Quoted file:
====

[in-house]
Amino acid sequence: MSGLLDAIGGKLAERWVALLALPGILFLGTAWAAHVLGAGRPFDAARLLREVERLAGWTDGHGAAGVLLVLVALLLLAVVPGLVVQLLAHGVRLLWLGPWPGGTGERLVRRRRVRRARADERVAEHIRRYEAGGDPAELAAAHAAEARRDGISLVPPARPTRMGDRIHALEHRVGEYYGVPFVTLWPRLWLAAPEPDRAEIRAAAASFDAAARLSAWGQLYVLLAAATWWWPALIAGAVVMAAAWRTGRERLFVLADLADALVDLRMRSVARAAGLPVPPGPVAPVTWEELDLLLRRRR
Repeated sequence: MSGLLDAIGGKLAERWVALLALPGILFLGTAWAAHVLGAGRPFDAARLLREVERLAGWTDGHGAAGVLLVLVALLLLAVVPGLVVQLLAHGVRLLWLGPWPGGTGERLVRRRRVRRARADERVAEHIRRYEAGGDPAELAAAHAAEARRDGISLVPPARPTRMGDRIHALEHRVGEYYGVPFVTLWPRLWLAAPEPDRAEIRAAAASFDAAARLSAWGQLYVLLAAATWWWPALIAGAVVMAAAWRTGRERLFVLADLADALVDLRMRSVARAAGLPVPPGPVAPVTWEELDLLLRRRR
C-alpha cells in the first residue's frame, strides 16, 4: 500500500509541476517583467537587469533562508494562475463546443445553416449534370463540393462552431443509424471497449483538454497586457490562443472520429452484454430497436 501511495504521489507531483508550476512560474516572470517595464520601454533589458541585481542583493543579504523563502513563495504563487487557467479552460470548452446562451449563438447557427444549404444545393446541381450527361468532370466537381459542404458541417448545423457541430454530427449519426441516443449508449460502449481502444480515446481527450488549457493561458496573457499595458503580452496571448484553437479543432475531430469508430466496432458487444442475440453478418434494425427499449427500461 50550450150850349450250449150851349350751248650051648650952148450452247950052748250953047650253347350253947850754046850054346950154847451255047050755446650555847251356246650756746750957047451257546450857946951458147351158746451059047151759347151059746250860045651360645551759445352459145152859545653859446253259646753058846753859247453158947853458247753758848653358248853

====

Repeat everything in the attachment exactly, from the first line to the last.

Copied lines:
[in-house]
Amino acid sequence: MSGLLDAIGGKLAERWVALLALPGILFLGTAWAAHVLGAGRPFDAARLLREVERLAGWTDGHGAAGVLLVLVALLLLAVVPGLVVQLLAHGVRLLWLGPWPGGTGERLVRRRRVRRARADERVAEHIRRYEAGGDPAELAAAHAAEARRDGISLVPPARPTRMGDRIHALEHRVGEYYGVPFVTLWPRLWLAAPEPDRAEIRAAAASFDAAARLSAWGQLYVLLAAATWWWPALIAGAVVMAAAWRTGRERLFVLADLADALVDLRMRSVARAAGLPVPPGPVAPVTWEELDLLLRRRR
Repeated sequence: MSGLLDAIGGKLAERWVALLALPGILFLGTAWAAHVLGAGRPFDAARLLREVERLAGWTDGHGAAGVLLVLVALLLLAVVPGLVVQLLAHGVRLLWLGPWPGGTGERLVRRRRVRRARADERVAEHIRRYEAGGDPAELAAAHAAEARRDGISLVPPARPTRMGDRIHALEHRVGEYYGVPFVTLWPRLWLAAPEPDRAEIRAAAASFDAAARLSAWGQLYVLLAAATWWWPALIAGAVVMAAAWRTGRERLFVLADLADALVDLRMRSVARAAGLPVPPGPVAPVTWEELDLLLRRRR
C-alpha cells in the first residue's frame, strides 16, 4: 500500500509541476517583467537587469533562508494562475463546443445553416449534370463540393462552431443509424471497449483538454497586457490562443472520429452484454430497436 501511495504521489507531483508550476512560474516572470517595464520601454533589458541585481542583493543579504523563502513563495504563487487557467479552460470548452446562451449563438447557427444549404444545393446541381450527361468532370466537381459542404458541417448545423457541430454530427449519426441516443449508449460502449481502444480515446481527450488549457493561458496573457499595458503580452496571448484553437479543432475531430469508430466496432458487444442475440453478418434494425427499449427500461 50550450150850349450250449150851349350751248650051648650952148450452247950052748250953047650253347350253947850754046850054346950154847451255047050755446650555847251356246650756746750957047451257546450857946951458147351158746451059047151759347151059746250860045651360645551759445352459145152859545653859446253259646753058846753859247453158947853458247753758848653358248853